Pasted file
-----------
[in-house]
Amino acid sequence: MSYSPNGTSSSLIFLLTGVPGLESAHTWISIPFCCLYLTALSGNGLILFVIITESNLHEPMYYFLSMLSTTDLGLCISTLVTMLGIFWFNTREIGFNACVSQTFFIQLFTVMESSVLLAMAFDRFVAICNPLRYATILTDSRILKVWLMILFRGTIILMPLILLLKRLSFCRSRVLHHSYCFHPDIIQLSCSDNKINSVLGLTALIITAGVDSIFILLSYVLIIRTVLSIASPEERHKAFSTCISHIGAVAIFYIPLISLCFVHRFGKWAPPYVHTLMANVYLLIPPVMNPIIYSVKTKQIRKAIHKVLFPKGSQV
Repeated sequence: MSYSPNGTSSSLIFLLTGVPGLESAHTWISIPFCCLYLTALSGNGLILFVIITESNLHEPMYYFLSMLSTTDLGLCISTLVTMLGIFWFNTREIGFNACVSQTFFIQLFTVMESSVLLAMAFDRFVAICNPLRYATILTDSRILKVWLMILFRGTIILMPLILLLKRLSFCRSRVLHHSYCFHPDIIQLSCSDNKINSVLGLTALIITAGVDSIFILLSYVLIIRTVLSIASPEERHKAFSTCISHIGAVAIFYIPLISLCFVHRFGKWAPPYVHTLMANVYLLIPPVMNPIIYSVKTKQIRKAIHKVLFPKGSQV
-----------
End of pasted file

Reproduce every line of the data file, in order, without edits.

[in-house]
Amino acid sequence: MSYSPNGTSSSLIFLLTGVPGLESAHTWISIPFCCLYLTALSGNGLILFVIITESNLHEPMYYFLSMLSTTDLGLCISTLVTMLGIFWFNTREIGFNACVSQTFFIQLFTVMESSVLLAMAFDRFVAICNPLRYATILTDSRILKVWLMILFRGTIILMPLILLLKRLSFCRSRVLHHSYCFHPDIIQLSCSDNKINSVLGLTALIITAGVDSIFILLSYVLIIRTVLSIASPEERHKAFSTCISHIGAVAIFYIPLISLCFVHRFGKWAPPYVHTLMANVYLLIPPVMNPIIYSVKTKQIRKAIHKVLFPKGSQV
Repeated sequence: MSYSPNGTSSSLIFLLTGVPGLESAHTWISIPFCCLYLTALSGNGLILFVIITESNLHEPMYYFLSMLSTTDLGLCISTLVTMLGIFWFNTREIGFNACVSQTFFIQLFTVMESSVLLAMAFDRFVAICNPLRYATILTDSRILKVWLMILFRGTIILMPLILLLKRLSFCRSRVLHHSYCFHPDIIQLSCSDNKINSVLGLTALIITAGVDSIFILLSYVLIIRTVLSIASPEERHKAFSTCISHIGAVAIFYIPLISLCFVHRFGKWAPPYVHTLMANVYLLIPPVMNPIIYSVKTKQIRKAIHKVLFPKGSQV